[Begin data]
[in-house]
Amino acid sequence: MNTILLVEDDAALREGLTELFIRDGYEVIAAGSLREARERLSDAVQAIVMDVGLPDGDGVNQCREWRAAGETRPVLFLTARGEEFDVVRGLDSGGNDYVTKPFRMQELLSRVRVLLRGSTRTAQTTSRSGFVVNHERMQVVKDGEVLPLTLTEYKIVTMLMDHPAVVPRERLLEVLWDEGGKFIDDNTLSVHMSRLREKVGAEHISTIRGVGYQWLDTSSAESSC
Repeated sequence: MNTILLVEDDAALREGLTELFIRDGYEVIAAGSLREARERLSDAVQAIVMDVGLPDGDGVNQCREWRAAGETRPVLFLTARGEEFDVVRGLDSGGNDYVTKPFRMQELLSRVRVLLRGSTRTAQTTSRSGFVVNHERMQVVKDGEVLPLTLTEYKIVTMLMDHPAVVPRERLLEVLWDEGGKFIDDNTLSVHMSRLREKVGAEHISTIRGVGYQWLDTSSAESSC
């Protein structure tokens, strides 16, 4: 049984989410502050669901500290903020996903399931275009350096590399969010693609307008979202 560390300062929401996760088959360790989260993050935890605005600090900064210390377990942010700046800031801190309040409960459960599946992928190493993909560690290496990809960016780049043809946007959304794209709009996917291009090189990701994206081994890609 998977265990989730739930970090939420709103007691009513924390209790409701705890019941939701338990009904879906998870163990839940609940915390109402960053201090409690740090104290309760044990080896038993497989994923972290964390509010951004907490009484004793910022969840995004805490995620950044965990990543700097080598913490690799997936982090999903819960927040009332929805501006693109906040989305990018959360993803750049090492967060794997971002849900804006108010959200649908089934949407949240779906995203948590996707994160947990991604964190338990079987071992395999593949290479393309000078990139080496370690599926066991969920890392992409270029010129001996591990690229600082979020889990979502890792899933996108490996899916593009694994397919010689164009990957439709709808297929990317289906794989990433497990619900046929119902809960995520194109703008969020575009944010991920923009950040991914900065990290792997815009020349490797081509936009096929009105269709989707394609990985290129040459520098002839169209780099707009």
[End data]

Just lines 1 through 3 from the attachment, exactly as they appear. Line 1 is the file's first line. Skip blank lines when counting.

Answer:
[in-house]
Amino acid sequence: MNTILLVEDDAALREGLTELFIRDGYEVIAAGSLREARERLSDAVQAIVMDVGLPDGDGVNQCREWRAAGETRPVLFLTARGEEFDVVRGLDSGGNDYVTKPFRMQELLSRVRVLLRGSTRTAQTTSRSGFVVNHERMQVVKDGEVLPLTLTEYKIVTMLMDHPAVVPRERLLEVLWDEGGKFIDDNTLSVHMSRLREKVGAEHISTIRGVGYQWLDTSSAESSC
Repeated sequence: MNTILLVEDDAALREGLTELFIRDGYEVIAAGSLREARERLSDAVQAIVMDVGLPDGDGVNQCREWRAAGETRPVLFLTARGEEFDVVRGLDSGGNDYVTKPFRMQELLSRVRVLLRGSTRTAQTTSRSGFVVNHERMQVVKDGEVLPLTLTEYKIVTMLMDHPAVVPRERLLEVLWDEGGKFIDDNTLSVHMSRLREKVGAEHISTIRGVGYQWLDTSSAESSC